back to article Wannacry-slayer Marcus Hutchins pleads guilty to two counts of banking malware creation

Marcus Hutchins, the British security researcher who shot to fame after successfully halting the Wannacry ransomware epidemic, has pleaded guilty to crafting online bank-account-raiding malware. For nearly two years now, Hutchins, 24, has been living in the US, while out on bail awaiting trial, after being collared in 2017 at …

  1. oiseau Silver badge
    Facepalm

    Now, for the last act ...

    Hutchins obviously excells at what he does and that is something the goverments (both of them, UK and US) will not want to lose the opportunity to take advantage of, especially if with his work he has discovered a few things he should have not.

    Just where do you think the tip-off to the FBI came from? He traveled to Las Vegas of his own free will and thus it was easier than accepting to extradite him (a UK citizen) to the US, no real political price to pay.

    So ...

    First Act: hold him over a fire till he admits culpability and shows regret (done)

    Second Act: throw the book (and then some) at him (in progress)

    Third Act: make him an offer he can't refuse: no jail time, a slap in the wrist and a nice long contract working for the BigFive.

    With no exit clause, naturally.

    O.

    1. Michael Hoffmann

      Re: Now, for the last act ...

      I could wish you were right, but from reading too much Popehat, that's not how the US court-prison-industrial complex works. The whole "threaten the hackers with jail so they work for you" seems to be a bit of a myth. Is there anybody in the last 10 years where this happened?

      1. Walter Bishop Silver badge
        Big Brother

        Re: Now, for the last act ...

        @Michael Hoffmann: ‘The whole "threaten the hackers with jail so they work for you" seems to be a bit of a myth. Is there anybody in the last 10 years where this happened?’

        According to this esteemed organ, one in four black-hat hackers are snitches (2011). Yea, Adrian Lamo, the 'hacker' who turned in Bradley Manning. Sabu who turned in his fomer collegues on LulzSec. Kevin Mitnick who got turned in by a reporter because Mitnick wouldn't co-operate in a book the journalist wanted to write. So if you want to be a l33t hacker, don't attend conferences, never exchange personally identifiable information on IRC and never ever give interviews to the media :]

      2. JMMV

        Re: Now, for the last act ...

        Pretty sure all of the Lulzsec founders got off with slaps on the wrist in exchange for becoming informants.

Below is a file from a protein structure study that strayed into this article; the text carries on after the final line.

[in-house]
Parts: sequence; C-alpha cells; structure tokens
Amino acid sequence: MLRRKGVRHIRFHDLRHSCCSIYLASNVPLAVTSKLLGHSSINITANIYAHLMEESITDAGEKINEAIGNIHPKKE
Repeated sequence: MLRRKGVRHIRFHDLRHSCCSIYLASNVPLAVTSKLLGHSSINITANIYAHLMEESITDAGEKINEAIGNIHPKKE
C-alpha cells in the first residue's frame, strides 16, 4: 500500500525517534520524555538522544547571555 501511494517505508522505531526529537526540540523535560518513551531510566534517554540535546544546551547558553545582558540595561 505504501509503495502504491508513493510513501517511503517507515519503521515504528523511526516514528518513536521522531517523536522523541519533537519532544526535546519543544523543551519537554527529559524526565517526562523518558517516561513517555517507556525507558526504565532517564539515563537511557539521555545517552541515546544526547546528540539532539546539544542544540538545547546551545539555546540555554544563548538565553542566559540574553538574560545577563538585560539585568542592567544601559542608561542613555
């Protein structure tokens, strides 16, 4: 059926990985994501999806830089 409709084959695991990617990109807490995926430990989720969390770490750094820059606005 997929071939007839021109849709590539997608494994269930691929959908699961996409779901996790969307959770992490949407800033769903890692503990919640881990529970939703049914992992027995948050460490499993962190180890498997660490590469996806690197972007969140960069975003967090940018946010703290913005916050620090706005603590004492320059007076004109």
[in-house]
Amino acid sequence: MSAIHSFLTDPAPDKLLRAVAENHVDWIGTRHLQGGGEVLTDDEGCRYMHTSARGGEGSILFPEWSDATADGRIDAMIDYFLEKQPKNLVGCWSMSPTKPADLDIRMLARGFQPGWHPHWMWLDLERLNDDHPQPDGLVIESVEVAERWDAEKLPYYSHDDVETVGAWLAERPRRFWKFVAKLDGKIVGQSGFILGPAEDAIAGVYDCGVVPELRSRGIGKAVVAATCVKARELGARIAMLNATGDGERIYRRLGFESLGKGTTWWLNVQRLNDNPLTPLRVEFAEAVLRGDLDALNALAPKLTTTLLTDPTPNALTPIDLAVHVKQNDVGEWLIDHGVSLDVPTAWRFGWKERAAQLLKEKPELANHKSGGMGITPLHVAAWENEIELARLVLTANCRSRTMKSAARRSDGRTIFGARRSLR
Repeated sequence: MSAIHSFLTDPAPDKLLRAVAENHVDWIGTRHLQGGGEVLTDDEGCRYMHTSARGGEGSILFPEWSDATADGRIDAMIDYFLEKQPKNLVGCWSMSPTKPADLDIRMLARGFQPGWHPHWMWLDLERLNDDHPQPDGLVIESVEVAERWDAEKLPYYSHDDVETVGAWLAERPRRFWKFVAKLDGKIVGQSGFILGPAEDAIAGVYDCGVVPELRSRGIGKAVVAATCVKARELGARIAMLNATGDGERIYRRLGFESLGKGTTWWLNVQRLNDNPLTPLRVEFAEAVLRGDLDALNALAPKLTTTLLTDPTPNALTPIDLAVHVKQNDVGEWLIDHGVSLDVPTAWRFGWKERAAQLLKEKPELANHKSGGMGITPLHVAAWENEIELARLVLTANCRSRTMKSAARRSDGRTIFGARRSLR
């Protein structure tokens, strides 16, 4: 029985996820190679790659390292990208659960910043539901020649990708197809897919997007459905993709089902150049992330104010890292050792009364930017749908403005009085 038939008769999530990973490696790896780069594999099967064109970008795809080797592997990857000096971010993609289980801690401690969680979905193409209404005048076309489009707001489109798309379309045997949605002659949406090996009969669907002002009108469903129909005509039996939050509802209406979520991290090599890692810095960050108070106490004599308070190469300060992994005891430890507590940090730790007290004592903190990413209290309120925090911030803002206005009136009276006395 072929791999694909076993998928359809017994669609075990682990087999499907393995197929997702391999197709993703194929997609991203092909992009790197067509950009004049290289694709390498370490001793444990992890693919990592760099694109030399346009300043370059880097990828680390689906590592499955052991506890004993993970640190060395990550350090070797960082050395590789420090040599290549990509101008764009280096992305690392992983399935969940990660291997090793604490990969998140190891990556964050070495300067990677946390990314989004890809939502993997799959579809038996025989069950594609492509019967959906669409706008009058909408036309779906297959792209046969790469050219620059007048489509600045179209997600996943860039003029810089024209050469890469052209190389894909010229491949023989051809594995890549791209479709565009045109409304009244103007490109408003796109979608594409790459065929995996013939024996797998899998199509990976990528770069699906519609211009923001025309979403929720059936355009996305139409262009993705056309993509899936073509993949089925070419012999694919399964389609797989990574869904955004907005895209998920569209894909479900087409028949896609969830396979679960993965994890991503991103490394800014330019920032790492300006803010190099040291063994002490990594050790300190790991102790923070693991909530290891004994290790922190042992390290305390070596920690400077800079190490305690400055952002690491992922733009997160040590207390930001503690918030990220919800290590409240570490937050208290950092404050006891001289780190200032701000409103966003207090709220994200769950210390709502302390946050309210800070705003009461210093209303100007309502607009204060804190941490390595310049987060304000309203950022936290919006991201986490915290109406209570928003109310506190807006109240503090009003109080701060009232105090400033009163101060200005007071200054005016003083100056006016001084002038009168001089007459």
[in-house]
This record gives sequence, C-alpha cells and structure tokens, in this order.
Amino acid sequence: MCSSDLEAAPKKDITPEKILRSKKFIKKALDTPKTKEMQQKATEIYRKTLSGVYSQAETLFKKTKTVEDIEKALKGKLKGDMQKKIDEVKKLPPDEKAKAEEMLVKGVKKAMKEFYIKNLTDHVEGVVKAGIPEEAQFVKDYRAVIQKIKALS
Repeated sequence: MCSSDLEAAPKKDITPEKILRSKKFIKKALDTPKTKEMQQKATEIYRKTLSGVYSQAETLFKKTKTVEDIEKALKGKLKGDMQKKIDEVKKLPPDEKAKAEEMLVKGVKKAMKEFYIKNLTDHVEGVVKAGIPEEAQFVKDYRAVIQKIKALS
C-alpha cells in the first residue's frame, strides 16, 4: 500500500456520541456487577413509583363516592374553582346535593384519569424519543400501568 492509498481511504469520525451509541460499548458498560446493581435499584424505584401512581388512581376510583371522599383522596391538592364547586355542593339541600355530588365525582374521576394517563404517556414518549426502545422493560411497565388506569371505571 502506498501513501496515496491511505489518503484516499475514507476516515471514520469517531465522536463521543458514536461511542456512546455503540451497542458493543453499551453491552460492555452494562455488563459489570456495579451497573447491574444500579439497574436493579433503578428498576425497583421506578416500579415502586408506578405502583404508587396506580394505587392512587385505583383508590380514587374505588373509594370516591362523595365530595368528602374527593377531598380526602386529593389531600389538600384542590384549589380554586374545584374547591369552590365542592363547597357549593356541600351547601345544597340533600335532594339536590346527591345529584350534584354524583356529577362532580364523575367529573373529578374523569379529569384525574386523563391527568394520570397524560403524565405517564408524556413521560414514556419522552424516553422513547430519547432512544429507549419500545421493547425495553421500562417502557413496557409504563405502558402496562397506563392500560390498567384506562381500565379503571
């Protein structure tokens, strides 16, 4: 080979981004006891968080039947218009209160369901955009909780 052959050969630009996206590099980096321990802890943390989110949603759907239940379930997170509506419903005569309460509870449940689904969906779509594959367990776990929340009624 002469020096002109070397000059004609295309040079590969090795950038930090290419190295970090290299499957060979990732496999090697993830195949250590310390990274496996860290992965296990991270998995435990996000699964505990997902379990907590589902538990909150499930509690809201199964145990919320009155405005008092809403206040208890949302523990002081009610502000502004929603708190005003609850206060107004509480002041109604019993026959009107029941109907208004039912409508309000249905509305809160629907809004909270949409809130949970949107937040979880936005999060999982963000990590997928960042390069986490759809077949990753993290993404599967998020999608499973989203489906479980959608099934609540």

3. Anonymous Coward
        Anonymous Coward

        Re: Now, for the last act ...

        Didgerati, found hosting nasties on his college campus computers, to be part of a hacking gang and with child porn on his PC plus videos of him sending dick pics to minors, slap on the wrist with an FBI deal the judge was not very happy with.

        AKILL - https://www.telegraph.co.uk/news/worldnews/australiaandthepacific/newzealand/2403953/Police-may-offer-18-year-old-computer-hacker-a-job.html

        Myself in the UK (hence anon) I was offered work in exchange for them only releasing limited information of my "hacking" sprees to the court and media.

        More mentioned by other commentards, and much much more many you will never hear about, both as infiltrators, snitches and for the more elite, actual work.

        It sounds like a myth but it is a reality and happens, mostly we just don't know about it unless you have first hand experience.

      4. mutin

        Re: Now, for the last act ... - a lot of SecPro needed

        Hey, FBI etc. needs more than ten thousand security professionals. The gap will not be filled in in near future. So, considering his status of convert in "white" he more likely will get an offer. He definitely got some credentials to ask for good pay. That may be already a part of his plea.

    2. TRT Silver badge

      Re: Now, for the last act ...

      Isn't that the plot of Swordfish?

    3. Mr Benny

      Re: Now, for the last act ...

      Spare us the standard issue undiscovered genius narrative. If he excelled at it he wouldnt have got caught. Whats more there are many smart people in IT around the world and 99.999% of them dont turn to illegal hacking to get their kicks - they use their gifts for positive undertakings,

      1. werdsmith Silver badge

        Re: Now, for the last act ...

        “Spare us the standard issue undiscovered genius narrative. If he excelled at it he wouldnt have got caught.”

        As a teenager he failed to completely hide his real identity behind his various online personas. That doesn’t mean that hi is not good at finding and exploiting security weaknesses in software, which is the skill that security services are most interested in.

        1. Mr Benny

          Re: Now, for the last act ...

          "As a teenager he failed to completely hide his real identity behind his various online personas"

          To put it mildly.

          "That doesn’t mean that hi is not good at finding and exploiting security weaknesses in software, which is the skill that security services are most interested in."

          Plenty of others can do the same but they don't break the law.

          1. werdsmith Silver badge

            Re: Now, for the last act ...

            I don’t think the fact that plenty of others can do the same is in dispute or even under discussion.

            1. Mr Benny

              Re: Now, for the last act ...

              Whooooosh....

      2. rg287 Bronze badge

        Re: Now, for the last act ...